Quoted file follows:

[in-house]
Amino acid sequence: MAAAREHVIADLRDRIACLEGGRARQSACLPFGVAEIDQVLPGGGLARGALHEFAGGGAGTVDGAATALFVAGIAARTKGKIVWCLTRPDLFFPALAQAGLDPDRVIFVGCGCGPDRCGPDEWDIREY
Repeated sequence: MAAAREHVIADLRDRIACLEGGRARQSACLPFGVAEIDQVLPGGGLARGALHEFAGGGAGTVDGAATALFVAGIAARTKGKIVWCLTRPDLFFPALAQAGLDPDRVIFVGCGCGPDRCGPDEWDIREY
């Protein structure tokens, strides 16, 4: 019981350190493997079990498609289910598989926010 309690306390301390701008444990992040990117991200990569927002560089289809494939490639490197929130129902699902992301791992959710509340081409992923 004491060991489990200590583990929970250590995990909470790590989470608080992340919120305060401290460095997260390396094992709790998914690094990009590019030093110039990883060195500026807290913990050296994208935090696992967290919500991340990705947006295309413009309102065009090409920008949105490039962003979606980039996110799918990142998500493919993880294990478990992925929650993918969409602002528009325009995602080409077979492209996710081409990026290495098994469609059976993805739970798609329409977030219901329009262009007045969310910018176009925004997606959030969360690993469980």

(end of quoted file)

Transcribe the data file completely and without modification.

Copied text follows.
[in-house]
Amino acid sequence: MAAAREHVIADLRDRIACLEGGRARQSACLPFGVAEIDQVLPGGGLARGALHEFAGGGAGTVDGAATALFVAGIAARTKGKIVWCLTRPDLFFPALAQAGLDPDRVIFVGCGCGPDRCGPDEWDIREY
Repeated sequence: MAAAREHVIADLRDRIACLEGGRARQSACLPFGVAEIDQVLPGGGLARGALHEFAGGGAGTVDGAATALFVAGIAARTKGKIVWCLTRPDLFFPALAQAGLDPDRVIFVGCGCGPDRCGPDEWDIREY
């Protein structure tokens, strides 16, 4: 019981350190493997079990498609289910598989926010 309690306390301390701008444990992040990117991200990569927002560089289809494939490639490197929130129902699902992301791992959710509340081409992923 004491060991489990200590583990929970250590995990909470790590989470608080992340919120305060401290460095997260390396094992709790998914690094990009590019030093110039990883060195500026807290913990050296994208935090696992967290919500991340990705947006295309413009309102065009090409920008949105490039962003979606980039996110799918990142998500493919993880294990478990992925929650993918969409602002528009325009995602080409077979492209996710081409990026290495098994469609059976993805739970798609329409977030219901329009262009007045969310910018176009925004997606959030969360690993469980």